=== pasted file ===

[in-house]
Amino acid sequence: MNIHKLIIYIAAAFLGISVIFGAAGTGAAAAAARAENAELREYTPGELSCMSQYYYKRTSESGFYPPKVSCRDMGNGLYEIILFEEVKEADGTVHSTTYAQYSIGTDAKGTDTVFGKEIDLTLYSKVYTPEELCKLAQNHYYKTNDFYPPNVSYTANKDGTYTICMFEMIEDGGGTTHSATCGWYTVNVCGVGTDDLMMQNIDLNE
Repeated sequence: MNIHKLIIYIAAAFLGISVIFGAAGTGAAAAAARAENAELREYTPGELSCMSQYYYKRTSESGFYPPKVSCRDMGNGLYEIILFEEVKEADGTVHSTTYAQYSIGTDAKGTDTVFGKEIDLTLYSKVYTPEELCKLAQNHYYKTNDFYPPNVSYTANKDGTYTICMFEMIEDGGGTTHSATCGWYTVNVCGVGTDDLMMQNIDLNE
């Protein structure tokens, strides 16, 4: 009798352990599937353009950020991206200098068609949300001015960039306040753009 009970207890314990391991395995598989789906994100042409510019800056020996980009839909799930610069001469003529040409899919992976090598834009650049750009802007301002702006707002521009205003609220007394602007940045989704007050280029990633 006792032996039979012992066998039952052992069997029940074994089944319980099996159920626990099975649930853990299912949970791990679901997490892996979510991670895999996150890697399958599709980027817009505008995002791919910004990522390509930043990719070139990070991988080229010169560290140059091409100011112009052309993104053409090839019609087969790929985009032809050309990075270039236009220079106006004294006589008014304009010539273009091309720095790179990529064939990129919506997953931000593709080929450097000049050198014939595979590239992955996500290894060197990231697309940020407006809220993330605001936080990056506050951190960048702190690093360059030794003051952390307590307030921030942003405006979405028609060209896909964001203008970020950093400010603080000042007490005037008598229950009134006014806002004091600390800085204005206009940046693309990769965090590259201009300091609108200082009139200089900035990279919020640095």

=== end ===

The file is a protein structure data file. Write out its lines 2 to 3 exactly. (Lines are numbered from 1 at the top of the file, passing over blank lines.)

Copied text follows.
Amino acid sequence: MNIHKLIIYIAAAFLGISVIFGAAGTGAAAAAARAENAELREYTPGELSCMSQYYYKRTSESGFYPPKVSCRDMGNGLYEIILFEEVKEADGTVHSTTYAQYSIGTDAKGTDTVFGKEIDLTLYSKVYTPEELCKLAQNHYYKTNDFYPPNVSYTANKDGTYTICMFEMIEDGGGTTHSATCGWYTVNVCGVGTDDLMMQNIDLNE
Repeated sequence: MNIHKLIIYIAAAFLGISVIFGAAGTGAAAAAARAENAELREYTPGELSCMSQYYYKRTSESGFYPPKVSCRDMGNGLYEIILFEEVKEADGTVHSTTYAQYSIGTDAKGTDTVFGKEIDLTLYSKVYTPEELCKLAQNHYYKTNDFYPPNVSYTANKDGTYTICMFEMIEDGGGTTHSATCGWYTVNVCGVGTDDLMMQNIDLNE